The reason why the internal temperature is so important is that it needs to be low enough to protect the types of items you want to store.
Paper combusts at 350°F, so the internal temperature of your chosen fire safe would need to remain below this in order to protect important paperwork or documents.
Digital media, such as USB drives, CDs, DVDs, and SD cards, start to degrade at 248°F. The majority of fire safes rated for digital media maintain internal temperatures of 240°F or below.
Magnetic media will be damaged by temperatures of 125°F or greater. To protect these items — hard drives, cassette tapes, floppy discs — the internal temperature of your safe must stay below this. It's also around this temperature (or slightly higher) that film degrades, so any negatives of microfiches should be kept in a safe rated for magnetic media.
Manufacturers should list the amount of time a particular fire safe could protect your items from a blaze and at what external temperature. In terms of time, fire safes can offer protection for anywhere from 30 minutes to two hours. It's possible that your safe could protect your items for slightly longer than the listed time.
The majority of fire safes can keep their contents unharmed up to a maximum external temperature of between 1,000°F and 2,000°F. (Note that a fire safe’s maximum external temperature is a different figure than its internal temperature.) The average temperature in a burning building varies depending on a range of factors including the distance from the ground, the building construction, and any fuel or accelerants present, but it can reach as high as 1,500°F to 2,000°F. As such, the higher the maximum external temperature, the more likely your items are to survive.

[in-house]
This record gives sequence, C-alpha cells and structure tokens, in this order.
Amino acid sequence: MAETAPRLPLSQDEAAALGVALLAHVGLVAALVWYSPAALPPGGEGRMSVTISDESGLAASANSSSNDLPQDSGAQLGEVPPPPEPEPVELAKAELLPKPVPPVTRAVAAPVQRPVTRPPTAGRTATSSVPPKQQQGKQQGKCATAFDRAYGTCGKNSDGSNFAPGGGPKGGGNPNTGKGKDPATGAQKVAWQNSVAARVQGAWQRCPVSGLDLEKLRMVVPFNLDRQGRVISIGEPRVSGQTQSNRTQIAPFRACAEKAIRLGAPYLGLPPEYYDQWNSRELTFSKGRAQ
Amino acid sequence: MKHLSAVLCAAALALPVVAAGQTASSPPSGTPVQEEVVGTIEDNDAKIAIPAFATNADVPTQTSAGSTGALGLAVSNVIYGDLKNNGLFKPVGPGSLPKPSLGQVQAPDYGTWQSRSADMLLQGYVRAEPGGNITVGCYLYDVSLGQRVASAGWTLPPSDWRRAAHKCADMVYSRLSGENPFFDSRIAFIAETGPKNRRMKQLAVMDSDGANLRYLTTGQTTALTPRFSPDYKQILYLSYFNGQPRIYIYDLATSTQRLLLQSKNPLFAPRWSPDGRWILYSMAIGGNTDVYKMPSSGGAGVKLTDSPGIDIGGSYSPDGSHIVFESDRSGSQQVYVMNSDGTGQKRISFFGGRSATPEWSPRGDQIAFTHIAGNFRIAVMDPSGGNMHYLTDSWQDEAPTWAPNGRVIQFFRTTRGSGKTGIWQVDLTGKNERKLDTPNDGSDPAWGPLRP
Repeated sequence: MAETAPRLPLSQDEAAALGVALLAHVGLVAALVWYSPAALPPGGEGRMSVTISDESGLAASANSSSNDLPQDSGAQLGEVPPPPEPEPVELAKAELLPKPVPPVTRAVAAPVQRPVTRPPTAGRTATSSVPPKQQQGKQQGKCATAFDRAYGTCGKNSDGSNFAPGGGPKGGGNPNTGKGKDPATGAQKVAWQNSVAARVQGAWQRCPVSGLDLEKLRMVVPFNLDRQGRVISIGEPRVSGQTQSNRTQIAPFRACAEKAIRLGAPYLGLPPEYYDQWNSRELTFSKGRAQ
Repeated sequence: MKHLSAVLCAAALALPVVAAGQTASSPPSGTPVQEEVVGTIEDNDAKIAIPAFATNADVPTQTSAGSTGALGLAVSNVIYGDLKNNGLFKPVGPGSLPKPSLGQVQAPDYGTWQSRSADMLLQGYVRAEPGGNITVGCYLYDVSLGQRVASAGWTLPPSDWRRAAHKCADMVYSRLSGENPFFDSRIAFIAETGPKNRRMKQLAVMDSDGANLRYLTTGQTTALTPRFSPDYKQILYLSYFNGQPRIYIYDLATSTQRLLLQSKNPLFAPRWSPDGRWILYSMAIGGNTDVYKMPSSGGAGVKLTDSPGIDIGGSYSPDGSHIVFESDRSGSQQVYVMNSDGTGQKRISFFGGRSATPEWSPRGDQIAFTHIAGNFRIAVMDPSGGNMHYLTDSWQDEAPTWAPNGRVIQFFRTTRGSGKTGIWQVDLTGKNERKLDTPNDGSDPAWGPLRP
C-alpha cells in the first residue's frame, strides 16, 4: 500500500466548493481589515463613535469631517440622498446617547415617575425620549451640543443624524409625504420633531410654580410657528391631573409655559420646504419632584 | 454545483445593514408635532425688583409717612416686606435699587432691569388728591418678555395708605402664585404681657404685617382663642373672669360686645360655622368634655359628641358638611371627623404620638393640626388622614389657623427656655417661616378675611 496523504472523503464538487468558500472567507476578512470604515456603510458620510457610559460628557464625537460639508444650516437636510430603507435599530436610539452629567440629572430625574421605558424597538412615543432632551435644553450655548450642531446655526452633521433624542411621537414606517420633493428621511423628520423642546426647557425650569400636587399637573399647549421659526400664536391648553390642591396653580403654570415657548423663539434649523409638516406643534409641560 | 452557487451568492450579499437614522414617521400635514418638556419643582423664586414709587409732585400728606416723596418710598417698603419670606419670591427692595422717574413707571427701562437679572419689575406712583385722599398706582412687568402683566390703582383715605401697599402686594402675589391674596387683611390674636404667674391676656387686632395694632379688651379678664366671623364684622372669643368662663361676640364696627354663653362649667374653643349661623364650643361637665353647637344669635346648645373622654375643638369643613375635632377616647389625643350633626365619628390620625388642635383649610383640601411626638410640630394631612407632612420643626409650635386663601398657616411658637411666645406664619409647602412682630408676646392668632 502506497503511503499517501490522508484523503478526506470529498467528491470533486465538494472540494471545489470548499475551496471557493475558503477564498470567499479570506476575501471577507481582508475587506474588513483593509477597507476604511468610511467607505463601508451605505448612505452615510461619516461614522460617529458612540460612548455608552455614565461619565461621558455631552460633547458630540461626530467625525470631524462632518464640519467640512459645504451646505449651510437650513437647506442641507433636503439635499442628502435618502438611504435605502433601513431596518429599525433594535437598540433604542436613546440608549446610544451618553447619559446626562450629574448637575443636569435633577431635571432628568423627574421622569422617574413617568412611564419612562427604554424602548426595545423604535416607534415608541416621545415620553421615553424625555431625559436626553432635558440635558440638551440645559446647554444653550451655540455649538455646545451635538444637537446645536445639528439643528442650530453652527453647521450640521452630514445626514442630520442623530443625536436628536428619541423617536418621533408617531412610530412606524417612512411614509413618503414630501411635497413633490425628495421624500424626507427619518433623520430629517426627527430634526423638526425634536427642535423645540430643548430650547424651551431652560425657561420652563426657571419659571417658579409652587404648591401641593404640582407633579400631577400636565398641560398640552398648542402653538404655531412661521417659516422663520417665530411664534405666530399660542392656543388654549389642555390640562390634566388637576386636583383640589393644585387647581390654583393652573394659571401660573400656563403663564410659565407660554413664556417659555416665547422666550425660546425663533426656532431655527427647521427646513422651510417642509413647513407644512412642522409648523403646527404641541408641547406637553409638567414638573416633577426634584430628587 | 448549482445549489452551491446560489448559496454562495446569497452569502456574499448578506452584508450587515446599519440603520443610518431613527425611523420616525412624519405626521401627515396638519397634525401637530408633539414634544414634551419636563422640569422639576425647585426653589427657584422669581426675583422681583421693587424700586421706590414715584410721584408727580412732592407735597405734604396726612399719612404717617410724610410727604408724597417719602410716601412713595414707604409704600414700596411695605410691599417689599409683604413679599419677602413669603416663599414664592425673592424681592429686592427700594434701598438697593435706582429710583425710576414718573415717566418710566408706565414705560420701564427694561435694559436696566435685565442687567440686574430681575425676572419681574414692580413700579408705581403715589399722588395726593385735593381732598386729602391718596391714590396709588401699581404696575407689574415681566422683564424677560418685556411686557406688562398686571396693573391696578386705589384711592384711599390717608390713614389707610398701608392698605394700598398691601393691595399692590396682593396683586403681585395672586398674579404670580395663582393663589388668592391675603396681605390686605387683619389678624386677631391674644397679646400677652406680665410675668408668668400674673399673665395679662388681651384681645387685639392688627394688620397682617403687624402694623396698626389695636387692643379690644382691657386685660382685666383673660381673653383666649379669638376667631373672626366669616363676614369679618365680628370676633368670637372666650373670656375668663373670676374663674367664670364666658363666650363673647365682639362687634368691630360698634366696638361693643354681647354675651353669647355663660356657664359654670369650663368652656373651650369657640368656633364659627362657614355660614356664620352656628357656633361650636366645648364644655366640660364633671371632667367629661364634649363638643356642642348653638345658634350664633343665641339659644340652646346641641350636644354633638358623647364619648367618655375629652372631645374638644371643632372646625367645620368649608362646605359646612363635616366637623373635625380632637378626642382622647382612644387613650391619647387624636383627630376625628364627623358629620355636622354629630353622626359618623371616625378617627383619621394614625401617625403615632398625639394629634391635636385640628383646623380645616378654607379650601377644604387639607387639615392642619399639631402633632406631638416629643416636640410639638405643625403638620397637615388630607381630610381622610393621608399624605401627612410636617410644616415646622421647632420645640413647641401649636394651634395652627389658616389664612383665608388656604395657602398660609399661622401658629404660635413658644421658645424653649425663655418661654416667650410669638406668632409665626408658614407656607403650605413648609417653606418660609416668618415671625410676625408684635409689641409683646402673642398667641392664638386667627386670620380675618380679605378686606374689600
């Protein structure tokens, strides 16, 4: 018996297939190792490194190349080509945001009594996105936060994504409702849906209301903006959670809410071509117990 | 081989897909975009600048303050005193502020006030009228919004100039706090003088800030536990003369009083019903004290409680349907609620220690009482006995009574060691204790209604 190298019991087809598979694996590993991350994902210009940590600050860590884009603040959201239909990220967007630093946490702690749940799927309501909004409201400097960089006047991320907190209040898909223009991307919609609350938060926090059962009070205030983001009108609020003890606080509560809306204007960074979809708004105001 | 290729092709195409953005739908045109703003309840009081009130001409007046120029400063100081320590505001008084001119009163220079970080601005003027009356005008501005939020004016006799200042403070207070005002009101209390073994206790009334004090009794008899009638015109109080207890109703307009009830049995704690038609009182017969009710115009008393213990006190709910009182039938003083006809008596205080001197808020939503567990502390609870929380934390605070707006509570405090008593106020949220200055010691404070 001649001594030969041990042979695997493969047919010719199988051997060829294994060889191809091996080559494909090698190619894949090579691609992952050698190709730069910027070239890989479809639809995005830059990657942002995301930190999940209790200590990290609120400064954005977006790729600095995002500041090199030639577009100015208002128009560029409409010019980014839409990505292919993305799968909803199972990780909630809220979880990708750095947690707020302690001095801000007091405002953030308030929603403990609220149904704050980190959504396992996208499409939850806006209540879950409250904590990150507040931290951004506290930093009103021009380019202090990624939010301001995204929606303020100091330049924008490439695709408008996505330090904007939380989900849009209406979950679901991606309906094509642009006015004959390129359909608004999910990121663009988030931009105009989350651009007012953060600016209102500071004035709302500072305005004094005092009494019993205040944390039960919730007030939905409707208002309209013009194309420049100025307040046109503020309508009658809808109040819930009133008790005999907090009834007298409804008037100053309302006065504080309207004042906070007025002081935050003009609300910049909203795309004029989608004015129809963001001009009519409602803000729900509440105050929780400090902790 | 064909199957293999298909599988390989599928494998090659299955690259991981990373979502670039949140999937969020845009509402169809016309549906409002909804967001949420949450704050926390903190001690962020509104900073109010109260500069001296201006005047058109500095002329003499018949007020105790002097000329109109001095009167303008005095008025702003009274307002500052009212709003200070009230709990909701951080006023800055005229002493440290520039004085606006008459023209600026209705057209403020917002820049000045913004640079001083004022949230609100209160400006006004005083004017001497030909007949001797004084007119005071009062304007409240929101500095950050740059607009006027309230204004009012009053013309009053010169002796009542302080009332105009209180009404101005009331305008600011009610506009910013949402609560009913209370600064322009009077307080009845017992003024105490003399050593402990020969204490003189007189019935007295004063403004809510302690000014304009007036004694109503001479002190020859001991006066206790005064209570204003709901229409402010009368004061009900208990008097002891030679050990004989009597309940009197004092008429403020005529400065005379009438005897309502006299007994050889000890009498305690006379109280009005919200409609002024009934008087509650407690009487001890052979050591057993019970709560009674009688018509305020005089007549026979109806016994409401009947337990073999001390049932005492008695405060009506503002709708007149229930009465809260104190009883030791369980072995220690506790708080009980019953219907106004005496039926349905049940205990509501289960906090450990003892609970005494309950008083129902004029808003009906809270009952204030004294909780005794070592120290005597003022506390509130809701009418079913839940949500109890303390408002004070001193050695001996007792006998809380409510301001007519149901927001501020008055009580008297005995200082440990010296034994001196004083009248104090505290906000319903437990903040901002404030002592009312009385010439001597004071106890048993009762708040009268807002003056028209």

Fire safes can feature a range of lock types. Key locks are common on smaller safes, such as document-sized fire safes and fireproof lock boxes, but the downside is that they can be opened by anyone who manages to get their hands on your keys.
When you think of safes, you might picture the dial combination that you see people trying to crack in old movies. However, press-button keypad combination locks are much more popular now. Some newer and more high-tech safes feature fingerprint-recognition locks, so your fire safe can only ever be opened by you.
Fire safes come in numerous sizes, from mini document safes that can only hold a small stack of papers to full-size safes that can hold all kinds of belongings: artwork, boxes of old cassettes or CDs, and other sizable items. Choose a fire safe that's the correct size to hold what you want to protect. Think about both the internal and external dimensions of your chosen safe. Bear in mind that, due to its reinforced layers, the exterior of a fire safe is significantly larger than the interior.